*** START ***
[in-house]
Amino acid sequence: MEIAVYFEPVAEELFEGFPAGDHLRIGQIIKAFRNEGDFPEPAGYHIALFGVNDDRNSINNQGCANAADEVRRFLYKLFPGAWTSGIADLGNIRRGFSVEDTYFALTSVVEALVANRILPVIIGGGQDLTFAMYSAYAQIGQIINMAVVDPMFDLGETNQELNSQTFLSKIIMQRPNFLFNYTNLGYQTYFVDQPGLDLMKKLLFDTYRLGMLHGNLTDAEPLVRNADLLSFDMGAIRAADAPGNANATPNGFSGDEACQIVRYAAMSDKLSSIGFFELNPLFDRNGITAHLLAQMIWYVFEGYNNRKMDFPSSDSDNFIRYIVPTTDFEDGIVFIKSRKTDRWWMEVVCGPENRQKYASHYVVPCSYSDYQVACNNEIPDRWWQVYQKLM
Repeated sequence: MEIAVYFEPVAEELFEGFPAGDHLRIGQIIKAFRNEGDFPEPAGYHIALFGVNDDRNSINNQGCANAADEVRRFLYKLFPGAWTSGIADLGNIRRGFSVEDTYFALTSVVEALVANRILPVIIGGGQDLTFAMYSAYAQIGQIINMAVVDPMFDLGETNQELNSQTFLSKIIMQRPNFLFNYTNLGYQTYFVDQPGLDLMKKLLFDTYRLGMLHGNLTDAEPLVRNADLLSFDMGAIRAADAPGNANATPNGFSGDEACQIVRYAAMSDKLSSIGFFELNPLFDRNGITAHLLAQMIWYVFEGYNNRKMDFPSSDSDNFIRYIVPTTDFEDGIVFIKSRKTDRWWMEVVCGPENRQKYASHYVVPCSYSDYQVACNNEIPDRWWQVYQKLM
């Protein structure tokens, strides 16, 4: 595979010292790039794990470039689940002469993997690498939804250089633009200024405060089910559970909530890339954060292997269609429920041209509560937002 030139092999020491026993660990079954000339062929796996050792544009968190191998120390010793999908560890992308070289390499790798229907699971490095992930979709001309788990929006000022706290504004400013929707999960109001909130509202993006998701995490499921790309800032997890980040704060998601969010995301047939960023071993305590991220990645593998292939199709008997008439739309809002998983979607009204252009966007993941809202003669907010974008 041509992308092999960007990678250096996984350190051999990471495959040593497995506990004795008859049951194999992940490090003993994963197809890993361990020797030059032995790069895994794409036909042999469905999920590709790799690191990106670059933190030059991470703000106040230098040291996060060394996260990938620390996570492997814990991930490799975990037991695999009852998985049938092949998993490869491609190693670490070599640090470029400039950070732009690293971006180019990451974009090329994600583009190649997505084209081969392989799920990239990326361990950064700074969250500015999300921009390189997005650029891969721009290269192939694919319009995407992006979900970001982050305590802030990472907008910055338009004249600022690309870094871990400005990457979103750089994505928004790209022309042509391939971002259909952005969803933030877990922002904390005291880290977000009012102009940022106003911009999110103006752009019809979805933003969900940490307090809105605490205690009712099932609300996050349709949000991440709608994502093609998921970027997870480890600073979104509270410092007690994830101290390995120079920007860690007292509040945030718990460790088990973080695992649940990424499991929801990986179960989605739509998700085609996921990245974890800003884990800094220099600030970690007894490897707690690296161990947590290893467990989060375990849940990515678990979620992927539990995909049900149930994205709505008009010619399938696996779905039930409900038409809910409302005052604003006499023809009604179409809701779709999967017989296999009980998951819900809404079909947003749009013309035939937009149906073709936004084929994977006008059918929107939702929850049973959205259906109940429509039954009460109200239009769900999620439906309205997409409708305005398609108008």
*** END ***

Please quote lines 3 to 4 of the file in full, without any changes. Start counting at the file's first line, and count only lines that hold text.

Repeated sequence: MEIAVYFEPVAEELFEGFPAGDHLRIGQIIKAFRNEGDFPEPAGYHIALFGVNDDRNSINNQGCANAADEVRRFLYKLFPGAWTSGIADLGNIRRGFSVEDTYFALTSVVEALVANRILPVIIGGGQDLTFAMYSAYAQIGQIINMAVVDPMFDLGETNQELNSQTFLSKIIMQRPNFLFNYTNLGYQTYFVDQPGLDLMKKLLFDTYRLGMLHGNLTDAEPLVRNADLLSFDMGAIRAADAPGNANATPNGFSGDEACQIVRYAAMSDKLSSIGFFELNPLFDRNGITAHLLAQMIWYVFEGYNNRKMDFPSSDSDNFIRYIVPTTDFEDGIVFIKSRKTDRWWMEVVCGPENRQKYASHYVVPCSYSDYQVACNNEIPDRWWQVYQKLM
């Protein structure tokens, strides 16, 4: 595979010292790039794990470039689940002469993997690498939804250089633009200024405060089910559970909530890339954060292997269609429920041209509560937002 030139092999020491026993660990079954000339062929796996050792544009968190191998120390010793999908560890992308070289390499790798229907699971490095992930979709001309788990929006000022706290504004400013929707999960109001909130509202993006998701995490499921790309800032997890980040704060998601969010995301047939960023071993305590991220990645593998292939199709008997008439739309809002998983979607009204252009966007993941809202003669907010974008 041509992308092999960007990678250096996984350190051999990471495959040593497995506990004795008859049951194999992940490090003993994963197809890993361990020797030059032995790069895994794409036909042999469905999920590709790799690191990106670059933190030059991470703000106040230098040291996060060394996260990938620390996570492997814990991930490799975990037991695999009852998985049938092949998993490869491609190693670490070599640090470029400039950070732009690293971006180019990451974009090329994600583009190649997505084209081969392989799920990239990326361990950064700074969250500015999300921009390189997005650029891969721009290269192939694919319009995407992006979900970001982050305590802030990472907008910055338009004249600022690309870094871990400005990457979103750089994505928004790209022309042509391939971002259909952005969803933030877990922002904390005291880290977000009012102009940022106003911009999110103006752009019809979805933003969900940490307090809105605490205690009712099932609300996050349709949000991440709608994502093609998921970027997870480890600073979104509270410092007690994830101290390995120079920007860690007292509040945030718990460790088990973080695992649940990424499991929801990986179960989605739509998700085609996921990245974890800003884990800094220099600030970690007894490897707690690296161990947590290893467990989060375990849940990515678990979620992927539990995909049900149930994205709505008009010619399938696996779905039930409900038409809910409302005052604003006499023809009604179409809701779709999967017989296999009980998951819900809404079909947003749009013309035939937009149906073709936004084929994977006008059918929107939702929850049973959205259906109940429509039954009460109200239009769900999620439906309205997409409708305005398609108008």